Bzzzz Wordzzz


The Beehive Design Collective is wrapping up its national tour! Initially an all-women art collective, this Maine-based group (they work in a renovated grange house!) fuses grassroots political activism with some unbelievablly intricately-rendered and conceived graphic posters meant to inspire awareness and change regarding global politics and dynamics, especially in the Americas.

The Hive is volunteer-run, and operates free of copyright constraints by offering its graphics, narratives and lectures, and PowerPoints at will in order to inspire grassroots and word-of-mouth information distribution.

In addition to touring, they’re currently finishing the last in the three-part series on corporate globalization in the Western Hemisphere. The first, on the FTAA (Free Trade Area of the Americas), is above, the second,Plan Colombia is to the right (both are available to download and print), and the last focuses on Plan Puebla Panama, a World Bank/Interamerican Development Bank-funded project which exploits Mesoamerican natural resources through a variety of development projects meant to facilitate “better” trade routes for global markets.

If you catch one of the lectures you’ll be able to see a sneak peek at the five-years-in-the-making triptych the Hive has in store for Plan Puebla, and you can pre-order a copy in order to keep the honey flowing, if you know what I mean.

Detail from Plan Colombia:



Again, check out their tour dates to catch the amazing narrative metaphors behind these images, as well as their free downloads to keep the good word buzzing!

by Kjerstin Johnson
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Kjerstin Johnson is a writer and editor in Portland, Oregon. She is the former editor in chief of Bitch. She tweets at @kajerstin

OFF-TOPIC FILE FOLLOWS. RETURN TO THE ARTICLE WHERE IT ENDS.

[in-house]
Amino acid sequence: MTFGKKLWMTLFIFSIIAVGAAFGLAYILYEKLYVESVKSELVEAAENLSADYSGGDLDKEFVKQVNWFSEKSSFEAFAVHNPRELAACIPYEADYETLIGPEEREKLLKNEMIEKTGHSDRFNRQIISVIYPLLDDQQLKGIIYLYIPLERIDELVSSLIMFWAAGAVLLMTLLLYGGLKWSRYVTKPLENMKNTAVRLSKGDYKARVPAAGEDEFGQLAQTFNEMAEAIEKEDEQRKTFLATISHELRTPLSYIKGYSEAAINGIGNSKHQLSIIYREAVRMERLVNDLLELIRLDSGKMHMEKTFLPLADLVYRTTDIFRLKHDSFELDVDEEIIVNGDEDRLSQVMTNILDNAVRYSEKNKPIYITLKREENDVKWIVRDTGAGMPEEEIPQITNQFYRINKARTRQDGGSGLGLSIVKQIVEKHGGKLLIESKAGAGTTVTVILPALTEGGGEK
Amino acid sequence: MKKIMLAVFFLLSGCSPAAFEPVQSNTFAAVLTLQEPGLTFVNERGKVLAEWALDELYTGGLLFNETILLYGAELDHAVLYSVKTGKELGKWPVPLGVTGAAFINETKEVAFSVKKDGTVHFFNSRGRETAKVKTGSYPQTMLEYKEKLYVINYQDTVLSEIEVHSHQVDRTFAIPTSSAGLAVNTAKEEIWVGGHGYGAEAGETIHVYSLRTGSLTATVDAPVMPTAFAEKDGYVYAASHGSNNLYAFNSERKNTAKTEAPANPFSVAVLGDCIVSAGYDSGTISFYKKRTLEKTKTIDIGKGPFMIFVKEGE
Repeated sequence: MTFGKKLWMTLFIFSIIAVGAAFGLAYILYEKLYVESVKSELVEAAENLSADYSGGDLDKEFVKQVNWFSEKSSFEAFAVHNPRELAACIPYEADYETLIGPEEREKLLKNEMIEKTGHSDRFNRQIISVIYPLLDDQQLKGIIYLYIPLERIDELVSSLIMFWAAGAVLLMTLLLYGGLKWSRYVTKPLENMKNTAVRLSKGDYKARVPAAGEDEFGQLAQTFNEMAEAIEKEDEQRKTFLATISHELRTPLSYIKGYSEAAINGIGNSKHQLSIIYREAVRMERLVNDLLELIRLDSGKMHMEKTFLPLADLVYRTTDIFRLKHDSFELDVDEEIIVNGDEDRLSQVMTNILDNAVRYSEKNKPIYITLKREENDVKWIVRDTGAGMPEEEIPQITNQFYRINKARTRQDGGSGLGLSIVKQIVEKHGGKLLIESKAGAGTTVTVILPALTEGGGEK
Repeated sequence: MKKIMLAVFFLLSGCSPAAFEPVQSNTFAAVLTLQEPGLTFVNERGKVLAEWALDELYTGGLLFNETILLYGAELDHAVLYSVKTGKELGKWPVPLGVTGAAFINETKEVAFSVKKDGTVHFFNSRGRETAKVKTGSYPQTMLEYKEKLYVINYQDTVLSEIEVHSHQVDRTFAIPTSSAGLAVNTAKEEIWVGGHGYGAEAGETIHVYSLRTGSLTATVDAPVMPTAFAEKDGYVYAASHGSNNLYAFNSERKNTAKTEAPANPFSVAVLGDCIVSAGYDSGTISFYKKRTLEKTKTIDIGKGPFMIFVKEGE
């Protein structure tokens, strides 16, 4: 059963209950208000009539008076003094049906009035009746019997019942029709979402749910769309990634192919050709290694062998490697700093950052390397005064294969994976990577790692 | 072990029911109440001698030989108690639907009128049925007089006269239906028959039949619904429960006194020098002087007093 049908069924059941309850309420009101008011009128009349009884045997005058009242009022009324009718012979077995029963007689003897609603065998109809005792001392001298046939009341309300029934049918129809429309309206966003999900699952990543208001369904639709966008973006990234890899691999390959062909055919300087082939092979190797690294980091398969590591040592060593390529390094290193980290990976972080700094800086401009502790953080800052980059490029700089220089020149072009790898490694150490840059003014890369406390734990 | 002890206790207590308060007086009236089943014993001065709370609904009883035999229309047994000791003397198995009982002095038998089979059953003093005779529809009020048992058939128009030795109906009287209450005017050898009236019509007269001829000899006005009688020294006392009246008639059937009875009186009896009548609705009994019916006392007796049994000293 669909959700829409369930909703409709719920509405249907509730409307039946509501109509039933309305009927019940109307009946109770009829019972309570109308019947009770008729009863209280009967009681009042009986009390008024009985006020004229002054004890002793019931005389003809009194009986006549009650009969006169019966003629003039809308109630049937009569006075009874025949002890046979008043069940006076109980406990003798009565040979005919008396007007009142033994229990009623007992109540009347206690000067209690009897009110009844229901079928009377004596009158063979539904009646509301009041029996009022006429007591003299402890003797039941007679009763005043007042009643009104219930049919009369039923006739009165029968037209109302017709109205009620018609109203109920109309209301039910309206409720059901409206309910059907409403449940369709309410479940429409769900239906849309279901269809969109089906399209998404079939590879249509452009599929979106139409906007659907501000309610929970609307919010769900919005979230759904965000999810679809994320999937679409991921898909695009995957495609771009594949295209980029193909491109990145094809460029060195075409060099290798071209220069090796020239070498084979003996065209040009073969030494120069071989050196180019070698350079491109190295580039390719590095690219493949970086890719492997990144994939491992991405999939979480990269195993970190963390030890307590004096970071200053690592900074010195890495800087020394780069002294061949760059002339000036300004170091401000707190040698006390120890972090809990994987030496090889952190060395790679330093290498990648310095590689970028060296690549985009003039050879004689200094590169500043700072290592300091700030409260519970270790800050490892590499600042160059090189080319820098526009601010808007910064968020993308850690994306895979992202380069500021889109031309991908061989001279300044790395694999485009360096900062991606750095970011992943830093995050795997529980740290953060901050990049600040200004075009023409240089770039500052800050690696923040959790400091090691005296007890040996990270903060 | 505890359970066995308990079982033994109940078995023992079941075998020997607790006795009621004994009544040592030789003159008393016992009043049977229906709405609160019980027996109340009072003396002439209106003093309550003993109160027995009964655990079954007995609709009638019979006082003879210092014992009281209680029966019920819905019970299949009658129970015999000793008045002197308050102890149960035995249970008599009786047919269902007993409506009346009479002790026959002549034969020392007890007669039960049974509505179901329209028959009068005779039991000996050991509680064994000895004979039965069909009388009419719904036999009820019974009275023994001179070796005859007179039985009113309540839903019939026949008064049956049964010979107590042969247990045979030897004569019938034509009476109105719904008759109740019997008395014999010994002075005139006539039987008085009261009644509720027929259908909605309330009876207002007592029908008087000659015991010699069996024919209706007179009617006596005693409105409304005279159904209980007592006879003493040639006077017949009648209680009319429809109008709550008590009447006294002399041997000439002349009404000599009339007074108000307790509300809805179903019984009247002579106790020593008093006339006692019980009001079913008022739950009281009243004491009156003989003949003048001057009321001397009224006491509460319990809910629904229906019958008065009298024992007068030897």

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5 Comments Have Been Posted


Personally, I am not a fan of demonizing globalization. I don't think it is an evil thing wrought by corporations that is intended to drive local businesses to the brink. That's not to say that globalization is all right and anyone who dares to be critical of it is wrong. I definitely believe there needs to be balance and that sometimes corporations take advantage and run amok. But I don't think that's true in a majority of cases. I think there are also many examples of how globalization offers people and countries opportunities that they would not have otherwise. For instance, I'd say that Ireland has done well on the whole from attracting foreign investment.

So, I think the situation is far more complex than this art illustrates. I'd love to see more art that examines the complexity, or that sees more gray in the situation instead of black and white.

...and Localization


Thanks for writing-- first off, we really appreciate critique!

As an initial statement, I want you to know that our Collective certainly strives to a pretty intense degree towards manifesting mechanisms of accountability. We're also really up-front to our audiences about our strong stance AGAINST coming to communities bearing "The Right" held aloft. Situations are complex. They're so complex, in fact, that it could be considered a common assumption that the average person isn't qualified to pass critical judgment on the world because they lack the total perspective of the issues. How strange is this, the, when they are often more disproportionately affected by those complex systems than are the empowered groups that create and perpetuate them?

The aim of our group is to address and accomodate a range of oft-unheard perspectives into the graphics. You're right, these things are certainly NOT black and white- and what's more: things like free trade, plan colombia, and rationale behind militarism and intervention are MOST usually either underrepresented at all in the popular media framework, or represented in a one-sided, alchemical representation of the forces at work.